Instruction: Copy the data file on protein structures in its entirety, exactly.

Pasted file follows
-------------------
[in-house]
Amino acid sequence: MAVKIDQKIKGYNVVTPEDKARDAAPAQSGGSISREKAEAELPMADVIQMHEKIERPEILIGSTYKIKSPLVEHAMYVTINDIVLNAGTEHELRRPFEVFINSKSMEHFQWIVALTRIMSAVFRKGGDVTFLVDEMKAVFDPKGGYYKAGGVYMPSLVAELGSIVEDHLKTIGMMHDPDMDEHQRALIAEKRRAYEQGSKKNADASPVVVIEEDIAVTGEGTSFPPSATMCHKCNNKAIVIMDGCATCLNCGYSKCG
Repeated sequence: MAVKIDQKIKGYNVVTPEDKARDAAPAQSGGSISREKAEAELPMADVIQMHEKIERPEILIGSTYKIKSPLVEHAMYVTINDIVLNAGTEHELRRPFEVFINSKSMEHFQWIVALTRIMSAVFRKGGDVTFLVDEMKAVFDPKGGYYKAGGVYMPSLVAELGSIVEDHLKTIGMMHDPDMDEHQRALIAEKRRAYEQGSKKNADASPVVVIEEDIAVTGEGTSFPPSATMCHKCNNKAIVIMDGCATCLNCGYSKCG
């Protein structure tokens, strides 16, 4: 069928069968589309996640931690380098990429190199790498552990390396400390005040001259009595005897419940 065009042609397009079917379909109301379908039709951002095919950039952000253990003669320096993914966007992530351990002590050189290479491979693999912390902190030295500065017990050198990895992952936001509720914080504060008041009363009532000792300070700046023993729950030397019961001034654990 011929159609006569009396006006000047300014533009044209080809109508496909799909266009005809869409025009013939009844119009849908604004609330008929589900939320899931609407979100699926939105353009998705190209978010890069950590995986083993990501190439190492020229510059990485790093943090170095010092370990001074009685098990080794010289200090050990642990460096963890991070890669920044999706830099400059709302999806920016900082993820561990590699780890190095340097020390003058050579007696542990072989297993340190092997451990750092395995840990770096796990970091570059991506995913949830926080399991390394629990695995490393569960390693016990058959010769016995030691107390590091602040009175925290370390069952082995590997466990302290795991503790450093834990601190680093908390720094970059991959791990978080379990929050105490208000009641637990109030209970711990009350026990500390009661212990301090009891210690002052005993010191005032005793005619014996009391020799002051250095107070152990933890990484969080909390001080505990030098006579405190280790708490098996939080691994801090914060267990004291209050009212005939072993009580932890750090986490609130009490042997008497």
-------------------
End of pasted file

[in-house]
Amino acid sequence: MAVKIDQKIKGYNVVTPEDKARDAAPAQSGGSISREKAEAELPMADVIQMHEKIERPEILIGSTYKIKSPLVEHAMYVTINDIVLNAGTEHELRRPFEVFINSKSMEHFQWIVALTRIMSAVFRKGGDVTFLVDEMKAVFDPKGGYYKAGGVYMPSLVAELGSIVEDHLKTIGMMHDPDMDEHQRALIAEKRRAYEQGSKKNADASPVVVIEEDIAVTGEGTSFPPSATMCHKCNNKAIVIMDGCATCLNCGYSKCG
Repeated sequence: MAVKIDQKIKGYNVVTPEDKARDAAPAQSGGSISREKAEAELPMADVIQMHEKIERPEILIGSTYKIKSPLVEHAMYVTINDIVLNAGTEHELRRPFEVFINSKSMEHFQWIVALTRIMSAVFRKGGDVTFLVDEMKAVFDPKGGYYKAGGVYMPSLVAELGSIVEDHLKTIGMMHDPDMDEHQRALIAEKRRAYEQGSKKNADASPVVVIEEDIAVTGEGTSFPPSATMCHKCNNKAIVIMDGCATCLNCGYSKCG
């Protein structure tokens, strides 16, 4: 069928069968589309996640931690380098990429190199790498552990390396400390005040001259009595005897419940 065009042609397009079917379909109301379908039709951002095919950039952000253990003669320096993914966007992530351990002590050189290479491979693999912390902190030295500065017990050198990895992952936001509720914080504060008041009363009532000792300070700046023993729950030397019961001034654990 011929159609006569009396006006000047300014533009044209080809109508496909799909266009005809869409025009013939009844119009849908604004609330008929589900939320899931609407979100699926939105353009998705190209978010890069950590995986083993990501190439190492020229510059990485790093943090170095010092370990001074009685098990080794010289200090050990642990460096963890991070890669920044999706830099400059709302999806920016900082993820561990590699780890190095340097020390003058050579007696542990072989297993340190092997451990750092395995840990770096796990970091570059991506995913949830926080399991390394629990695995490393569960390693016990058959010769016995030691107390590091602040009175925290370390069952082995590997466990302290795991503790450093834990601190680093908390720094970059991959791990978080379990929050105490208000009641637990109030209970711990009350026990500390009661212990301090009891210690002052005993010191005032005793005619014996009391020799002051250095107070152990933890990484969080909390001080505990030098006579405190280790708490098996939080691994801090914060267990004291209050009212005939072993009580932890750090986490609130009490042997008497």